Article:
Last week, I had a short break from PhD work and went off on my travels to London. While there I attended the Mientras duermes screening at the London Spanish Film Festival, which was preceded by an interview with Luis Tosar.
***DISCLOSURE: As an avid fan of Tosar and his work, I cannot promise that this review will be impartial!***
Asked about why he decided to become an actor, Luis explained that an early inspiration was a school teacher of his who encouraged him to read and to perform in class. He discussed his early work in Galicia, and his timidity when his career carried him beyond the territory of his home region. He spoke of his continued commitment to Galician cinema, and of the work involved when promoting regional culture elsewhere in Spain. When an audience member asked how far (in geographical terms) his work would be likely to take him, he responded honestly that he was not sure, but that he saw himself in Spain for the moment – he commented that given the current state of affairs there, many of his colleagues have left and those who can afford to stay, like him, should do so.
Erudite, endearing, and witty, Luis revealed an astute awareness of the political possibilities of film. Discussing the impact of cine social in Spain, he commended the way in which the genre had succeeded in making contemporary issues visible. For Luis, this is further underscored by today’s culture in which news items appear so quickly and immediately, only to disappear again within an instant, and without the opportunity for reflection. Cinema, by contrast, provides both time and space for the treatment and contemplation of topical social matters.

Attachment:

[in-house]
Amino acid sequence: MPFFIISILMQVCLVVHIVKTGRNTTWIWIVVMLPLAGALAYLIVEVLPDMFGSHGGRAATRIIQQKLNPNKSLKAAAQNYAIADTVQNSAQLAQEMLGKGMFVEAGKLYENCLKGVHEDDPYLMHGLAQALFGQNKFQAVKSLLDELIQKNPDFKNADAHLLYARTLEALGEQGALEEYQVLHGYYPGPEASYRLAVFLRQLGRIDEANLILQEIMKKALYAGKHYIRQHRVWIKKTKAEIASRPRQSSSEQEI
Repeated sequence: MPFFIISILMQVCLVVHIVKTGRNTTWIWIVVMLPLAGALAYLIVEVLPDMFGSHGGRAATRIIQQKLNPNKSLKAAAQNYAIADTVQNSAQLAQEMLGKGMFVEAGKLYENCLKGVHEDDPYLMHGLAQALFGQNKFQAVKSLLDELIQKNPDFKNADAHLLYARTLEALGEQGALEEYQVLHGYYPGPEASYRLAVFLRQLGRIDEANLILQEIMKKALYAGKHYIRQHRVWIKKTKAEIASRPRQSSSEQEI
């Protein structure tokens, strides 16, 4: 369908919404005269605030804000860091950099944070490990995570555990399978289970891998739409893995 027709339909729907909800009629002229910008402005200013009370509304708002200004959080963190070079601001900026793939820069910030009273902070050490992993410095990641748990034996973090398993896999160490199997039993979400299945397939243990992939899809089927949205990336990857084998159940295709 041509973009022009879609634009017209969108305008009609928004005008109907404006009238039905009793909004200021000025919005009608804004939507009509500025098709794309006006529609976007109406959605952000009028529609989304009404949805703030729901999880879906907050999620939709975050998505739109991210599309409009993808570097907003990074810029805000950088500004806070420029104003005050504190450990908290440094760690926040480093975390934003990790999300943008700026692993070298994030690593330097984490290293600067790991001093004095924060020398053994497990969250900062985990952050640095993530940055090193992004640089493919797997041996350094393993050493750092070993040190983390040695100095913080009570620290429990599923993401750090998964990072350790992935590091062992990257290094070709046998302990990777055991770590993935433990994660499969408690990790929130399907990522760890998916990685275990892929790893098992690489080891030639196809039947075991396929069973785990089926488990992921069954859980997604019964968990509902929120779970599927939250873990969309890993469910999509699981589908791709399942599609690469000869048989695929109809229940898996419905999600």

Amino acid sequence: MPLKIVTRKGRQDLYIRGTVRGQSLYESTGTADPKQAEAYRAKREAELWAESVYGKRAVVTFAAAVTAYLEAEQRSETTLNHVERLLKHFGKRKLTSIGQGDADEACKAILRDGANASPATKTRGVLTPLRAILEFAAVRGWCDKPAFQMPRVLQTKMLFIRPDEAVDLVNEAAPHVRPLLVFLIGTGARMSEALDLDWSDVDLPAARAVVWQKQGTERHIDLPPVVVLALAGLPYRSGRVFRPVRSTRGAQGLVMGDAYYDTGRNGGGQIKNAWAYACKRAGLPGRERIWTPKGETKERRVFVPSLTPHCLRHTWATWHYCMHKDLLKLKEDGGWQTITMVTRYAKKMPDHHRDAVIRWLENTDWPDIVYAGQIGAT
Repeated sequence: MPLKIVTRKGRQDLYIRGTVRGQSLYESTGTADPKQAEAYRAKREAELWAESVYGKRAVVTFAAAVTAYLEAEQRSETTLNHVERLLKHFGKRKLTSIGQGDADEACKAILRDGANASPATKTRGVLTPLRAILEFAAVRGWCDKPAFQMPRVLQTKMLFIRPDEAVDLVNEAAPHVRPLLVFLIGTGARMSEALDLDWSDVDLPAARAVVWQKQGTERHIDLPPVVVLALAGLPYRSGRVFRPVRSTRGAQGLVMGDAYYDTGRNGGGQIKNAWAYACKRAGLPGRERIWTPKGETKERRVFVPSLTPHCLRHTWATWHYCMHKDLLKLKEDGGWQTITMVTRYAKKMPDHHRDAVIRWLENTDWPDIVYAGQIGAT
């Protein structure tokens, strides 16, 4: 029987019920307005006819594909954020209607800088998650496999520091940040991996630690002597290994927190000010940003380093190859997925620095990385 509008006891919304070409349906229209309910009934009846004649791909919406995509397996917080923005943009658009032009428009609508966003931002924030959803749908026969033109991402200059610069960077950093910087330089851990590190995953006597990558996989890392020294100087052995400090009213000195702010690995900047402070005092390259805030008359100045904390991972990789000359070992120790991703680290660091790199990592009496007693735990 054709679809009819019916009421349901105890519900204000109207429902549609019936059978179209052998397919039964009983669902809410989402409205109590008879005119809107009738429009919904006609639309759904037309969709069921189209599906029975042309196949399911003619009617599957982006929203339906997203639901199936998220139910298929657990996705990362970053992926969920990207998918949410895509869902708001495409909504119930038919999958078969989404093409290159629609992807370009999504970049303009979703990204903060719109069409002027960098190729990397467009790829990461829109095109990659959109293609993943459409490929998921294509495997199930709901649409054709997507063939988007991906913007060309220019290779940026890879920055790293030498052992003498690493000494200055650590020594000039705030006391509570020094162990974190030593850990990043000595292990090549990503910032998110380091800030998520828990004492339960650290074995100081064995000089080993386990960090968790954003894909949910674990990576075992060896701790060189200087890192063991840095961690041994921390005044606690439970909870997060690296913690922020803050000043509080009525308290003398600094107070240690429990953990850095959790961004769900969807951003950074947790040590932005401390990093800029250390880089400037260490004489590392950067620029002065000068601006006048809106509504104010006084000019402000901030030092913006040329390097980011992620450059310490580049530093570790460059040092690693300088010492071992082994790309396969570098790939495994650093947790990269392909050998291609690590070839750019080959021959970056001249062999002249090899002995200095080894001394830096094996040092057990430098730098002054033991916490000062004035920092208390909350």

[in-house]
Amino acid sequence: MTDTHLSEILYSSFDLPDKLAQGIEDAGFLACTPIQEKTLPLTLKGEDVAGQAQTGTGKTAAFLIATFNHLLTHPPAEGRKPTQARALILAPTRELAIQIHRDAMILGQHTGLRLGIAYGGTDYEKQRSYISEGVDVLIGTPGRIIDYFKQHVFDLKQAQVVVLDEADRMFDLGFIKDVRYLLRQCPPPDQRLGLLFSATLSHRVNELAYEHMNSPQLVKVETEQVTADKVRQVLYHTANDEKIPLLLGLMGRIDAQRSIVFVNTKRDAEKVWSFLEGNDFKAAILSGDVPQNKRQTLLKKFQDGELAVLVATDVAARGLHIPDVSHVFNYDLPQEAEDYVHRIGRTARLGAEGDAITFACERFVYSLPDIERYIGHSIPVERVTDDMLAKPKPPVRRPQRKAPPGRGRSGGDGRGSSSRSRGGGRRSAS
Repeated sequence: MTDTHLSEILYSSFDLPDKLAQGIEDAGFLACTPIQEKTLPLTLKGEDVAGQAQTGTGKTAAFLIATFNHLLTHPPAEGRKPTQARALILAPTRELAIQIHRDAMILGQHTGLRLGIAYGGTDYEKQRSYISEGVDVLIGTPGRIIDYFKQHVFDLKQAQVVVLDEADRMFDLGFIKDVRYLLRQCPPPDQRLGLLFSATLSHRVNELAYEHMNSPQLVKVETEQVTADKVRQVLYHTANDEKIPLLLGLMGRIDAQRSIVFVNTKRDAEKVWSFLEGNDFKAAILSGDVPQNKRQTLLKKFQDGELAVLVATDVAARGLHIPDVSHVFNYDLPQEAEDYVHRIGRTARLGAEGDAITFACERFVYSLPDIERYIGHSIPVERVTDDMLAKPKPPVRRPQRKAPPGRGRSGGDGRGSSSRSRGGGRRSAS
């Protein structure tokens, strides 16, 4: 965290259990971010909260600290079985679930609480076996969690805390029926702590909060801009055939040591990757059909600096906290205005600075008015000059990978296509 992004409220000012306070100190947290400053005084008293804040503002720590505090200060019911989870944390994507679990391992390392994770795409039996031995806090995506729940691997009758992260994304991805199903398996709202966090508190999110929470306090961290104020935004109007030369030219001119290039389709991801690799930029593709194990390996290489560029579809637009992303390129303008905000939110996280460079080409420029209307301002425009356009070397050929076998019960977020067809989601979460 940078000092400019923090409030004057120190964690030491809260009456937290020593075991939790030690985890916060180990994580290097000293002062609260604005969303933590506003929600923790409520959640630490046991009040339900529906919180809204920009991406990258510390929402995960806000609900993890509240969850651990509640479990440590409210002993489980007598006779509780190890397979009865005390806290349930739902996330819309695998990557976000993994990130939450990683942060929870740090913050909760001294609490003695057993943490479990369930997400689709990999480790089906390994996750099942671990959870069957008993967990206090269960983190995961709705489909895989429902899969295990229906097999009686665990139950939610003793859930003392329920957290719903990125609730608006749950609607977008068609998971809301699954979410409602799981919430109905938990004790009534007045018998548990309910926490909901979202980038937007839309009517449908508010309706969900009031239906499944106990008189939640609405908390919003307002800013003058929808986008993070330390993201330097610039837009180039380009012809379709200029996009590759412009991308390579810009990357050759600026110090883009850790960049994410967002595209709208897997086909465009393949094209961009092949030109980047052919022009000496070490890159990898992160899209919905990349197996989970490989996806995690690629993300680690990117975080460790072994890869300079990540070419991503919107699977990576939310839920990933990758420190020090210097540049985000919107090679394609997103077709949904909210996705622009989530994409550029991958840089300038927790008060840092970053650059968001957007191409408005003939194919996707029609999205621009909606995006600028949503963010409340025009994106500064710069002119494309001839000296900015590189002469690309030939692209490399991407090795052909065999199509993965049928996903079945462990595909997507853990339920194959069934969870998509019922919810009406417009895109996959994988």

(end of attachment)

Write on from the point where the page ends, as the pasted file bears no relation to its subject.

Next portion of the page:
Though not an example of the cine social genre, Mientras duermes does contend with a number of key issues pertinent to contemporary society both within and beyond Spain. The central theme is trust and its violation, given that the film’s villain occupies a position of responsibility. Tosar plays César, the caretaker of a modernist apartment block in Barcelona. Desperately unhappy, César believes he has two options by which to improve his state of mind: take his own life, or make the residents of the apartment block in which he works as miserable as he is. Calling into question the boundaries of inside and outside, of security and threat, the film is tense and claustrophobic – an example of this is the repeated high angle images of César in his cramped shower cubicle. Moreover, the film’s subversive play extends into genre conventions, particularly with regard to typical patterns of identification. By aligning the spectator with villain César rather than with his victims, the tension created provokes an uneasy and ambivalent reaction in the viewer.
I hesitate to say more about the film as it is due for UK release in January 2013 – definitely worth a watch!
(Thanks to Rebecca Naughten, whose Spanish Cinema blog alerted me to the festival and this event)